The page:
To explore this further I sat down with Superintendent Maureen Sabolinski, Director of Finance Miriam Goodman, and Karen Seyfried, Principal/Director of F.X. O'Regan Early Childhood Development Center.
Franklin offers free full day kindergarten for several reasons:
1 - The Franklin Public School philosophy aligns with the State's direction on full day kindergarten. Early and developmentally appropriate education pays great benefits. The district has been a high-performing district for some time. It is no coincidence that full day kindergarten has been instrumental to the district's success. When other districts go to the State DESE for guidance on how to implement full day kindergarten, Franklin is used as a reference. Franklin Public Schools welcomes such discussions and visits.
2 - Full day kindergarten helps the district manage its Special Education costs. As acknowledged with the quote from the state above, early identification and remediation of instructional issues help the student overcome them quicker. While overall 'out of district' education costs are determined by the state, Franklin helps to control its own destiny with full day kindergarten. It may seem to be a "no-brainer" but this does help. Fewer students require special education with the Franklin program and those that do generally require less of a program overall. Over 90% of the ECDC students go into a general classroom.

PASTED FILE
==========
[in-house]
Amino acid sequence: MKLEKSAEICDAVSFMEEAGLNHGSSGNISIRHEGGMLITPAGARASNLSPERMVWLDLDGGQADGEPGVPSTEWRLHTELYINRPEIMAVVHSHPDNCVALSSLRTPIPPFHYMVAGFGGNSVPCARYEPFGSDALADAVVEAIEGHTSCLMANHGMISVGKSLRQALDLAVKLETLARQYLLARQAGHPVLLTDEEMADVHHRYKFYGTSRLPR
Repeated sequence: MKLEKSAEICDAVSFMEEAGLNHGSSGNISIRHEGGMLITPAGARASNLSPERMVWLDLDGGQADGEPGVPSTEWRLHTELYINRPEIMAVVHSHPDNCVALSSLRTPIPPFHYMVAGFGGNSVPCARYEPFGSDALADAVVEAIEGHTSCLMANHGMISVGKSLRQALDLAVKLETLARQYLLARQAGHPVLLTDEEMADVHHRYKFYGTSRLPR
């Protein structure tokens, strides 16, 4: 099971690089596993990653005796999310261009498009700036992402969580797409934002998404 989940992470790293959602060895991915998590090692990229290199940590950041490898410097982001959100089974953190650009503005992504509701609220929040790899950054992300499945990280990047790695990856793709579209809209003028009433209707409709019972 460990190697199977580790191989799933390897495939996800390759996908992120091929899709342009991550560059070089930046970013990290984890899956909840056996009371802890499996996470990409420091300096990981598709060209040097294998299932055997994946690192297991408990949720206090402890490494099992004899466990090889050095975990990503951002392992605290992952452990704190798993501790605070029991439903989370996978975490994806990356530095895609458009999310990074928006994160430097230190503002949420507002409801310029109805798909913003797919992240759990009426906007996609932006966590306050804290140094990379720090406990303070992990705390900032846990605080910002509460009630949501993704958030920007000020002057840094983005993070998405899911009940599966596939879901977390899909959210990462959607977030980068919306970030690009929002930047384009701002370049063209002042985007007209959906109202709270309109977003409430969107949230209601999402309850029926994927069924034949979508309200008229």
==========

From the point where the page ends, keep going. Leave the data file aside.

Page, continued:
3 - Even if Franklin were to explore a tuition-based program for full-day kindergarten, the costs and issues for implementation would not be covered by the money generated by the tuition. The curriculum today is delivered over a full day schedule. Moving to a tuition-based full day would require reworking the curriculum so that the required portion could be covered in the 'free' half day portion leaving the 'enrichment' program for the remaining half day. The tuition lost by removing the kindergarteners from the Chapter 70 reimbursement would require that the tuition charge be in excess of $4300 per student in order to break-even. This would be cost prohibitive.
So while Franklin is surrounded by communities where most charge for kindergarten, it is not a viable option, nor the right direction for Franklin.